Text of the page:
Expy / Comic Books

  • Jessica Jones from Alias is an admitted expy of Jessica Drew. Alias was initially supposed to star Drew (hence the reason both characters are washed up former superheroes who become private detectives), but Bendis decided he'd rather use an all-new character so he could create her backstory, personality, etc. without worrying about contradicting what had gone before.
  • Calendar Man is used in a similar way to Hannibal Lecter, especially with Batman and Gordon going to him for help on the Holiday murders in The Long Halloween as Clarice Starling did with Hannibal on the case Buffalo Bill case in The Silence of the Lambs.
  • For one in the same property, Julia Lopez is one for Batman: The Animated Series Canon Immigrant Renee Montoya, including being an honest cop Gordon trusts, though it's implied she'd have a higher rank as the story implied she'll replace O'Hara as chief.
  • During the Golden Age, Green Arrow was given many similarities to Batman, right down to the Arrow-Car, Arrow-Cave, and a teen sidekick in Speedy (who is really just like Robin only a junky).
  • The Invisibles:
    • Ragged Robin is similar to Crazy Jane from Grant Morrison's Crazy Jane from his run on Doom Patrol. According to Morrison himself, they're the same person in a different universe. More of this on The Other Wiki. Alhough Ragged Robin does diverge from Crazy Jane and he invented a completely new Backstory for her.
    • King Mob's imaginary (probably) alter ego Gideon Stargrave is a blatant Expy of Michael Moorcock's protagonist Jerry Cornelius. Right down to the narrative caption boxes mimicking the typical chapter titles and prose styles of the Cornelius stories. It later turns out that the Cornelius stories exist in-universe and King Mob was consciously imitating them.
    • Lewis Brodie, the Outer Church agent who captures Fanny and King Mob in "She-Man", is a parody of Bodie from The Professionals, who was played by Lewis Collins.
  • There was one issue of Justice League of America written in 2000 by Greg Weisman, in which the League travels to Paris and meets a clan of gargoyles living in Notre Dame cathedral, all of whom are clear Expies of the main cast of Weisman's cult classic TV show Gargoyles. There's the leader, "Behemoth" (Goliath), his ex-lover "Diabolique" (Demona), his daughter "Angelique" (Angela), his second-in-command "Montmarte" (Brooklyn), Angelique's lover "Montparnasse" (Broadway), the diminutive smart guy "Champs-Élysées" (Lexington), the team mentor "Seine" (Hudson), the Team Pet "Left Bank" (Bronx), and Behemoth's Evil Twin "Thomeheb" (Thailog).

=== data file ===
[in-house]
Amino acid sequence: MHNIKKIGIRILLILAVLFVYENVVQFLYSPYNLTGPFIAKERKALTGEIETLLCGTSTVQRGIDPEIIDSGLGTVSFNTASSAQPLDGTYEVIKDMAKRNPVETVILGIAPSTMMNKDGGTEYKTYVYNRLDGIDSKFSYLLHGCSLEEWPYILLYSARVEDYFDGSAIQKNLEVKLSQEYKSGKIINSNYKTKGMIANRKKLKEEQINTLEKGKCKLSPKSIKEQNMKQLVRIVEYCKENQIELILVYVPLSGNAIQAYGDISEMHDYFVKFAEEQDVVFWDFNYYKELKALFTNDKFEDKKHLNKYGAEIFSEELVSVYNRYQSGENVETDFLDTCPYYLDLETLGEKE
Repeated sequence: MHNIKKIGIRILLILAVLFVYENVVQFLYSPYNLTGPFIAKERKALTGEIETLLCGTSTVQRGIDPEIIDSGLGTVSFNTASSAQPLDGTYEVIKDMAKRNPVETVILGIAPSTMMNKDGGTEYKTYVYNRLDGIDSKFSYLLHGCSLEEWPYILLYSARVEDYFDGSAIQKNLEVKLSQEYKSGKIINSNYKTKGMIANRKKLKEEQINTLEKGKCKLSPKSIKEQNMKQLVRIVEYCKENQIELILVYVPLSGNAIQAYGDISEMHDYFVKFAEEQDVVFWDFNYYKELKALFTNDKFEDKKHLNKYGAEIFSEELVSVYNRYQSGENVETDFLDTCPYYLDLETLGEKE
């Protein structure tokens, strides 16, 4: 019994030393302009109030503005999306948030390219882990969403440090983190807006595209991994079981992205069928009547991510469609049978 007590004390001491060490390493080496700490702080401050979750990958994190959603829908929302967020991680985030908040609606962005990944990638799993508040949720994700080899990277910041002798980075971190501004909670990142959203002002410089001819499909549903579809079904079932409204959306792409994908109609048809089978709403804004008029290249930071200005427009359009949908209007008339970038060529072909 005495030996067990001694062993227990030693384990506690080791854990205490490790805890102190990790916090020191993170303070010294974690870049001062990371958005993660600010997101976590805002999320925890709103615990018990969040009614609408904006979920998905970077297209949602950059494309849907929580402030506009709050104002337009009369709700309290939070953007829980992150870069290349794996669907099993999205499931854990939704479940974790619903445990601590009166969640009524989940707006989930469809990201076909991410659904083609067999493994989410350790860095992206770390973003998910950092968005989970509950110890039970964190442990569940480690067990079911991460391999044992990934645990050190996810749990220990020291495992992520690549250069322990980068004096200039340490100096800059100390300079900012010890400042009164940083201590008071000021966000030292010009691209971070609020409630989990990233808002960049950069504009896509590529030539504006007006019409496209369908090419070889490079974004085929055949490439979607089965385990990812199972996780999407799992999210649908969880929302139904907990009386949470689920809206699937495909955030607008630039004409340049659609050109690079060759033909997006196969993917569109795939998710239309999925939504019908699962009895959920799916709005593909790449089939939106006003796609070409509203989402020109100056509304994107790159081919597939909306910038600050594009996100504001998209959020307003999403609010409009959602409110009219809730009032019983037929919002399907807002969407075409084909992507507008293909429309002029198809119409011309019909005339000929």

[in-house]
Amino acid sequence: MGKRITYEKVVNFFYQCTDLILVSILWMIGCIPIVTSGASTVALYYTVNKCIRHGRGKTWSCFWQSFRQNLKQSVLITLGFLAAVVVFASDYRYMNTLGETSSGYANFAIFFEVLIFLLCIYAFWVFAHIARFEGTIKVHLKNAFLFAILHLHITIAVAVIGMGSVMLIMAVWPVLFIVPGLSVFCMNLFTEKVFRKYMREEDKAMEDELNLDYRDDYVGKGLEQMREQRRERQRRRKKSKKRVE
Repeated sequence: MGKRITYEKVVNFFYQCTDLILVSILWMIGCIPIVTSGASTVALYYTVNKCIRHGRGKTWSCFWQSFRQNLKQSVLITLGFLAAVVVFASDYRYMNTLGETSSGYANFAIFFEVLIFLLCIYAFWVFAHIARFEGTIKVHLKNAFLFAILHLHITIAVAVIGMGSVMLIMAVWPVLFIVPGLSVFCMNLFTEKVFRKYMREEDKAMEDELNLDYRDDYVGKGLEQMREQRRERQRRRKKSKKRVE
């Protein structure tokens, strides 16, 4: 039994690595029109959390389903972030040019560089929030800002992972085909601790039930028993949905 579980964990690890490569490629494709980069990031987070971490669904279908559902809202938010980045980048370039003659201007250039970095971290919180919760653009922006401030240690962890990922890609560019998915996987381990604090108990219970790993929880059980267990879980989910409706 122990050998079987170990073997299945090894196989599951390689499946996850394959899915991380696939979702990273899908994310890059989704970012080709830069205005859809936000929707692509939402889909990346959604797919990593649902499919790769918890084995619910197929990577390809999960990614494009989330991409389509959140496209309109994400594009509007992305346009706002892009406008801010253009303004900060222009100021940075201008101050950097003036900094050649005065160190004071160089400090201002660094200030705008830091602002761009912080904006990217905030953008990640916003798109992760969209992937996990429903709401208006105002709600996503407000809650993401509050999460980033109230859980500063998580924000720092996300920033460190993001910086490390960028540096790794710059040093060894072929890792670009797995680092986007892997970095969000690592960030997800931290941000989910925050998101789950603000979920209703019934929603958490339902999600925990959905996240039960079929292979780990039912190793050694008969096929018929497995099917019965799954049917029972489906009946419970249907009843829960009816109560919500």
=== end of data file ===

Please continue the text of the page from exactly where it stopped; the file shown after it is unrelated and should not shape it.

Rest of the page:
• When the teen supervillain Kid Karnevil attempted to infiltrate the Justice Society of America, he did so by posing as a patriotic superhero named the All-American Kid. All-American Kid's costume and backstory were extremely similar to those of Bucky, the sidekick of Captain America.
  • One story in The Maze Agency featured a detective named Senor Lobo, whom writer Mike Barr has acknowledged was a deliberate homage to Hercule Poirot.
  • Detective Gould from Matt Kindt's Red Handed is an expy of Dick Tracy. He wears a very similar suit and hat, has an array of retro-futuristic gizmos, and is named after Tracy creator Chester Gould.
  • Spider-Man:
    • Not too long ago, during Marvel's Dark Reign event, the Sinister Spider-Man title (Mac Gargan's Venom posing as Spider-Man) introduced us to Doctor Everything, a pretty blatant expy of Watchmen's Dr. Manhattan, right down to his... disturbing penchant for nudity.
    • Spider-Man villain Sergei Kravinoff a.k.a. Kraven the Hunter is an expy of General Zaroff of The Most Dangerous Game. While Hunting the Most Dangerous Game has become a widespread trope, it's no coincidence that the comic book villain shares the Russian aristocrat background of the original.
    • In a probably deliberate example, since the character is a Redeeming Replacement for one of Spider-Man's worst enemies, Phil Urich the heroic Green Goblin is an expy of Peter Parker. Urich is an Unlucky Everydude who works for the Daily Bugle and has an Uncle Ben just like Peter (although Urich's doesn't get killed). In the Spider-Girl series, the two characters are close friends.
  • X-Men:
    • Happened all the way back during the creation of the X-Men by Stan "The Man" Lee himself. When creating the original team of five, Lee decided he wanted to re-use the character of the Human Torch, but with ice powers instead of fire. The youngest member of the team, and also the most irresponsible and hot-headed, with the opposite super power...
    • Kieron Gillen has said (on House To Astonish) that Teon from Generation Hope is a character from his Warhammer comic reinvented as a superhero.
  • Everett K. Ross from Christopher Priest's Black Panther was heavily based off of Chandler Bing. In fact, according to Priest, the character was even called "Chandler" in the early pre-production phase before they settled on an actual name.
  • DC's Bumblebee is an obvious Expy of Marvel's Wasp. Everything from the power set, to her costume to the double-banger name (Janet Van-Dyne vs. Karen Beecher-Duncan).
  • Steve Gerber's creator-owned character Leonard the Duck was an expy of Howard the Duck, also created by Gerber, but owned by Marvel Comics. In fact, Leonard's introduction was a complicated situation where Gerber tied a Spider-Man and Howard crossover he was writing for Marvel with a Savage Dragon and Destroyer Duck crossover he was writing for Image Comics, suggesting that Leonard actually is Howard under an assumed name, and the Howard the Duck who's appeared in Marvel Comics since then is a clone.

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